What Magic Tricks Miss in True Amazement
“Back to Wonder” is an “immersive experience” by magician and storyteller Helder Guimarães. Limited to 15 people per performance, the show runs through June 18 in South Pasadena and aims to allow the viewer “to get a glimpse of their process and the world they live in.”
“Can you keep a secret?” launches the slogan.
You aren’t given the address of the location – hopefully that doesn’t give too much detail – from which you are transported in a vehicle with frosted windows to an undisclosed location with darkened windows.
Supposedly, we’re in the magician’s studio, but it all seems way too tidy and neat for a studio. Everything breathes the air of having a round door, or floor, or mirror.
For nearly an hour and a half, we witness messages that couldn’t have been sent, predictions that couldn’t have been made, and sleights of hand that couldn’t have been performed. .
“Breathtaking !” critics fuse. “Tremendous!” “Surprising!” “Incredibly beautiful!” “Amazing magic!” “Brilliant performer!” “Masterful!” “Gripping! “Really amazing!”
I try to keep my eyes on his hands, which seem to be in view at all times. Ah, he partly rolled up his sleeve! Wait, his palm was hidden for a second on the inside of a thigh! Is it possible for a human being to memorize the order of a whole deck of cards at a glance?
Are there assistants, I wonder, emerging from the walls, under the floor, from the cupboards, after we’ve moved from room to room? Were the other 14 audience members all plants? No, that wouldn’t make sense, even at $110 a pop he wouldn’t make any money.
As for the narration, Guimarães hits all the right notes: serious, sincere. He talks about his mother, his father, meeting his childhood idol. It evokes hours, months, years of work, of the desire for perfection.
But I’m not particularly impressed with his stories. I find it amazing that he can talk while performing his truly impossible stunts.
You receive a personalized note after the show: “My wish is that you do your best to keep all the secrets of our experience intact for future audiences, but please share its existence with your loved ones who you think , might appreciate it.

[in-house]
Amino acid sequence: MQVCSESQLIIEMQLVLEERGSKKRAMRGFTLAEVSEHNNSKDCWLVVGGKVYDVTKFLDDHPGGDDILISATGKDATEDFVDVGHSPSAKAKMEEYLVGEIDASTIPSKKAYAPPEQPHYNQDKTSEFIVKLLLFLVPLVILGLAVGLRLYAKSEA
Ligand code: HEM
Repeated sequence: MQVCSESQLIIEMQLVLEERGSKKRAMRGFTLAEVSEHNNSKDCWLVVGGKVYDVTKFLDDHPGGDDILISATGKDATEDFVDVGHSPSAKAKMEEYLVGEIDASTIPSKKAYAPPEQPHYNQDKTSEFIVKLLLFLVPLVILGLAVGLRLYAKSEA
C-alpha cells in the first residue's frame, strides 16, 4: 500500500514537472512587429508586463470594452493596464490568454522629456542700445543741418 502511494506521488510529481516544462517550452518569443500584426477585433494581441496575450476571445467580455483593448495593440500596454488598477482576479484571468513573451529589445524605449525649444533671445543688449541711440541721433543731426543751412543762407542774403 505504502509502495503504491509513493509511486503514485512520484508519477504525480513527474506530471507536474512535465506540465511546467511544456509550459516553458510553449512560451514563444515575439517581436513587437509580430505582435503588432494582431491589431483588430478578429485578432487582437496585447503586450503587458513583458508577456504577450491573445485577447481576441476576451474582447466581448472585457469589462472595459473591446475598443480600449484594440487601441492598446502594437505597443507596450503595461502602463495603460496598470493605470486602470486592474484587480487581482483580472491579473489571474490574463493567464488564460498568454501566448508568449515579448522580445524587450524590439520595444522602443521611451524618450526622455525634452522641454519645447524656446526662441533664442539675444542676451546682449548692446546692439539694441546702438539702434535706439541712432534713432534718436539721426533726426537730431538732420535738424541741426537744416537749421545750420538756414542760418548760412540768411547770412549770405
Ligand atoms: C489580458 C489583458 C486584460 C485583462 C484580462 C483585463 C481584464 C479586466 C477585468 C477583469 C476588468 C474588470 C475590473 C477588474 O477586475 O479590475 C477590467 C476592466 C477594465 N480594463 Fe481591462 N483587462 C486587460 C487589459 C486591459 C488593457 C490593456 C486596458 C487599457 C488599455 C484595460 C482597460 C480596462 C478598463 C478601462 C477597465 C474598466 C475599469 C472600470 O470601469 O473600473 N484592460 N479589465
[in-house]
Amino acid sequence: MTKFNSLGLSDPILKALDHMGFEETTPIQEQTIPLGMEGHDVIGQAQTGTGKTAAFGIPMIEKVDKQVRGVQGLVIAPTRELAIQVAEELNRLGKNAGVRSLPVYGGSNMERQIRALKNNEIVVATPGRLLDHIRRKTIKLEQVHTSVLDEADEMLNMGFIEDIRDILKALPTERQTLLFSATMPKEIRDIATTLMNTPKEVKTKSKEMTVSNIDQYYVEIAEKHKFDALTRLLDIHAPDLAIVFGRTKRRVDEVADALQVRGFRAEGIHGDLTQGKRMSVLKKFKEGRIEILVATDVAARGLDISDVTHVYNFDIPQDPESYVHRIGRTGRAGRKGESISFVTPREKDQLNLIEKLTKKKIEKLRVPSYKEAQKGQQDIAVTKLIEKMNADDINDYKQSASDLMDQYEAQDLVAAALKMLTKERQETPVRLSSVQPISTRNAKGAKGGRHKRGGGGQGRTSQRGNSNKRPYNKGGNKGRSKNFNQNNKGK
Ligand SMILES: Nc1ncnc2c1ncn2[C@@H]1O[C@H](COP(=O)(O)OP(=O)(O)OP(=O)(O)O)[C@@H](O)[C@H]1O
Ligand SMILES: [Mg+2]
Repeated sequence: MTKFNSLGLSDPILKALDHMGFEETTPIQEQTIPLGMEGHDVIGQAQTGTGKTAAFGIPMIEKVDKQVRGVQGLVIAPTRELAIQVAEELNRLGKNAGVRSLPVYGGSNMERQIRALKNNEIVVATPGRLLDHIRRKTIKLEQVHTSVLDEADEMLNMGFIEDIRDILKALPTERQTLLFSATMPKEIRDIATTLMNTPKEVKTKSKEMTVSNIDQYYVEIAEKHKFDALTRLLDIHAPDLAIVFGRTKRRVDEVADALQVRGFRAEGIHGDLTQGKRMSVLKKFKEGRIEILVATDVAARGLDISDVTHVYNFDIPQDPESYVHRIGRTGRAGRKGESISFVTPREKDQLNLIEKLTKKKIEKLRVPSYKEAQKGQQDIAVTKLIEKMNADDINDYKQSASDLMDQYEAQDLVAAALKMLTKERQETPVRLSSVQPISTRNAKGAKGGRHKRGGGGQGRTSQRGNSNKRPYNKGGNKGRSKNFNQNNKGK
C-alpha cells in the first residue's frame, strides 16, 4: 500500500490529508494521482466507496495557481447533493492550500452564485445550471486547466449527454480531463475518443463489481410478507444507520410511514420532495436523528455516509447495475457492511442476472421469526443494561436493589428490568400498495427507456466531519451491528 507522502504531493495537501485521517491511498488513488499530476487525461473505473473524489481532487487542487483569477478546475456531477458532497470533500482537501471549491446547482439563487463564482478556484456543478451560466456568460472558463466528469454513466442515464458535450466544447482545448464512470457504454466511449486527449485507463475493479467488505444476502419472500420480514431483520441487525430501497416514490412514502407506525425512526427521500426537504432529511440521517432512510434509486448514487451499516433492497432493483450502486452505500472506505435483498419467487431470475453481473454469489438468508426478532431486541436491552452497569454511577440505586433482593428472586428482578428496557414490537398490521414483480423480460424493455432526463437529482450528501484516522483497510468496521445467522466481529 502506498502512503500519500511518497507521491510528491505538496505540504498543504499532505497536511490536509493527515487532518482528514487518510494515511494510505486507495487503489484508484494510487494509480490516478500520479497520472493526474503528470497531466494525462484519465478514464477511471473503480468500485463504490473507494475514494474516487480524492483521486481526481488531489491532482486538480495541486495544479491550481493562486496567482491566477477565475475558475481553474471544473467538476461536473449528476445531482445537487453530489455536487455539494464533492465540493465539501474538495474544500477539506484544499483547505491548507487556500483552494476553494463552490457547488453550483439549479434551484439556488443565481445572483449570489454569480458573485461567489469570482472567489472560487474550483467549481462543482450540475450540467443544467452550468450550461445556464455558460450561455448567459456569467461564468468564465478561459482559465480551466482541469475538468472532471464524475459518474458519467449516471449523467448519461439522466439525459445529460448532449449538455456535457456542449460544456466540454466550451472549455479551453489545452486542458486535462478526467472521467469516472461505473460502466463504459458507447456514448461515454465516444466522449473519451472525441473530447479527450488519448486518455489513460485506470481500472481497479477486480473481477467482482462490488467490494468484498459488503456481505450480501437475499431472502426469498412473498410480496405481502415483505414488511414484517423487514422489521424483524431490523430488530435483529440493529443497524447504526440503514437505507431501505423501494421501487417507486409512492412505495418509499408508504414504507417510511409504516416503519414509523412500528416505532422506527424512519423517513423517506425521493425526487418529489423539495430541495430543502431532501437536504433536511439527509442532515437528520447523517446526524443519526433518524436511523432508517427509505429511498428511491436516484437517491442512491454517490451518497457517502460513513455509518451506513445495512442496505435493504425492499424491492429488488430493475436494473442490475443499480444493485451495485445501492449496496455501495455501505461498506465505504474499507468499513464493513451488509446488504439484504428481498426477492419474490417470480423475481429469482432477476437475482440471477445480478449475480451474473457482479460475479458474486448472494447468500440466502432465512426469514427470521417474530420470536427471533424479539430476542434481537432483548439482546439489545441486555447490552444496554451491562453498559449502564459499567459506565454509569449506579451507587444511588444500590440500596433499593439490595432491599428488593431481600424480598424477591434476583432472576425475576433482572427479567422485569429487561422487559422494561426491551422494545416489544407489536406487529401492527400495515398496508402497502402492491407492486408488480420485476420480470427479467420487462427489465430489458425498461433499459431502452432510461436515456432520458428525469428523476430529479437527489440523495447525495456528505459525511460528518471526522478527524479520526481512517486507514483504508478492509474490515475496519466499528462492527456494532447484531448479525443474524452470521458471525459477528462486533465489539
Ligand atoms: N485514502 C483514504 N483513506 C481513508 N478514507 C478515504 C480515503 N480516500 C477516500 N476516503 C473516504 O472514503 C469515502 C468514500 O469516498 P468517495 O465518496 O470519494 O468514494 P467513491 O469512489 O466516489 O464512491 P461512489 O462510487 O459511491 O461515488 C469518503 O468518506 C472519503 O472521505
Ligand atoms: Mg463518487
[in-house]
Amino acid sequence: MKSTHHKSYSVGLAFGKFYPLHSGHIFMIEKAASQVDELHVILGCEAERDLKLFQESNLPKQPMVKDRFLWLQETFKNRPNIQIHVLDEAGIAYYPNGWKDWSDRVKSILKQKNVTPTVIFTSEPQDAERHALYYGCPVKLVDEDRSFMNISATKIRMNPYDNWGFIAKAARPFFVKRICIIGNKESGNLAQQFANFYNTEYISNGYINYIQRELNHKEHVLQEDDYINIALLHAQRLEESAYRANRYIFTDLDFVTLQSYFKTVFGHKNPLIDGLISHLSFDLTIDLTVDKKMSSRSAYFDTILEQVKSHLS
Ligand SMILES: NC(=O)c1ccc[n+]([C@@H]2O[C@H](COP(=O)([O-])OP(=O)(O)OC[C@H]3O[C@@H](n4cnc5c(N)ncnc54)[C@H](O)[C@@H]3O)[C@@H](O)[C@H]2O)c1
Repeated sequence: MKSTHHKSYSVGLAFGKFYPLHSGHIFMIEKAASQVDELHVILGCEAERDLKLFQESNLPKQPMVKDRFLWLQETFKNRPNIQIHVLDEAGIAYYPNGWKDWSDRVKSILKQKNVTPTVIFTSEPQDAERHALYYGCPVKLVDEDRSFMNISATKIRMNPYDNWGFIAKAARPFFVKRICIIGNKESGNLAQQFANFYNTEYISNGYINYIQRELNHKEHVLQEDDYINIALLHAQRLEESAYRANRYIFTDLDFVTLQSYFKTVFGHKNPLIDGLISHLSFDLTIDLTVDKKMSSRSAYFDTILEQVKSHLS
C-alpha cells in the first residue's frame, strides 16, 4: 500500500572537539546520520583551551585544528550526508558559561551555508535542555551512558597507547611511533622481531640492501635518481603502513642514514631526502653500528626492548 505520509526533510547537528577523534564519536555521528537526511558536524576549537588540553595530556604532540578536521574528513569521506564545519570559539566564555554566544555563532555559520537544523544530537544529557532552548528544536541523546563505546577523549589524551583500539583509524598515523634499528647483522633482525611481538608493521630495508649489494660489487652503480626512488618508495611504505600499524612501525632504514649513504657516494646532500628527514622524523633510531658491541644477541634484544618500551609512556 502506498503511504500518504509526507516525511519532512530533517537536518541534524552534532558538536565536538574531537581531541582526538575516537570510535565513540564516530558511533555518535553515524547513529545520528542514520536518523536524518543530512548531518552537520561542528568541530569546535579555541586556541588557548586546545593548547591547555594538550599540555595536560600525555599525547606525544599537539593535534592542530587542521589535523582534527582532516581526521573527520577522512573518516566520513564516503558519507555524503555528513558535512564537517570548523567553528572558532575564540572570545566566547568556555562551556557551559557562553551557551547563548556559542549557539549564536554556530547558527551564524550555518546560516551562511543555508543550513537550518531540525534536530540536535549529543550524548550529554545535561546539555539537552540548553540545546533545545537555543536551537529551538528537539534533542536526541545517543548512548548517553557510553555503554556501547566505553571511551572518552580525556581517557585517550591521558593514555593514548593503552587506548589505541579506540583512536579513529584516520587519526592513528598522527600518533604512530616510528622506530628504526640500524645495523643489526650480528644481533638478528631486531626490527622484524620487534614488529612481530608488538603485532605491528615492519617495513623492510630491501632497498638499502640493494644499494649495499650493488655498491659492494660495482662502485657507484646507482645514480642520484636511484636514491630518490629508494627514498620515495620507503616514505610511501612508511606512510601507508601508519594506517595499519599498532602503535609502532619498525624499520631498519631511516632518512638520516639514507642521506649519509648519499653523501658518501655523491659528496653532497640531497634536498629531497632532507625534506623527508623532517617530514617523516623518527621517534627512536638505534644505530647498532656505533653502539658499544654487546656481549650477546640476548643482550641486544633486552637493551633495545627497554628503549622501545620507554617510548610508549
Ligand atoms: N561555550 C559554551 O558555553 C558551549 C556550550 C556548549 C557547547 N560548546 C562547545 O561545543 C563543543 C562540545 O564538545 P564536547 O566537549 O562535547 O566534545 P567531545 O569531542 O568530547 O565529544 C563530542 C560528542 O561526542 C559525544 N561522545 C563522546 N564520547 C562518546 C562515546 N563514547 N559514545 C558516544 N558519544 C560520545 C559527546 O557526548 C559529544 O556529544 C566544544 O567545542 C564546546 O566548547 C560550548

Understandable. But what secrets? He hadn’t shared anything of his own: not how he did his tricks, of course, and nothing about the state of his heart or his soul that he hadn’t told or wouldn’t tell any paying audience.
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I once read an article by the late magician Ricky Jay, a great story with a long story about going to a restaurant with a friend. He held the menu in front of him, then lifted it to reveal a block of melting ice. The way he told the story, the trick was an act of love that had taken years to perfect, stemming from a deep desire to instill in his friend a sense of mystery, delight and wonder.
This same desire clearly animates Guimarães, before whose mastery I bow. It is fascinating to contemplate the psychic constitution of the person for whom magic is a vocation. It is impossible to imagine the painstaking and impossibly long effort required to design and perfect his act.
During COVID-19, Guimarães managed to present via Zoom, as part of Los Angeles’ Geffen Playhouse “Stayhouse” series, a rave hit called “The Present” that sold out for each of its more than 250 shows.
At the same time, I can’t say that the performance I saw gave me a sense of wonder. I felt admiration. I felt curiosity. I felt gratitude, deep respect, for his dedication to his craft.
And I ruminated after the show about defining a secret. Is a secret, say, a password, that no one else knows? Is a secret a detail about, say, your daily routine that you would gladly share if someone asked you, but no one asks because no one really cares?
Is a secret a desire of your heart that you would hesitate to share because it reveals something about the most precious part of yourself? Is a secret something that weighs on your soul? It’s the kind of secret many of us are used to telling in confession.
It may be, in fact, that Catholicism ruins a person to marvel at a magic trick, so masterfully executed, striking, prodigious. Because something doesn’t resonate. A lathe does not vibrate. A trick involves a level of restraint, because to divulge how the trick works would be to ruin it. A magic trick is therefore a closed circuit. As an observer, you can only be an accessory, manipulated in some way, never a real participant.
What gives a sense of wonder? What transcendental mysteries involve us as full and passionate participants?
The Incarnation — God made man, come to live among us, to suffer by our side, to show us how to love. To be sacramentally absolved of our sins. Transubstantiation. Above all, the Eucharist.
As a follower of Christ, you will never have to wonder. If you stay close to mass, you never leave it.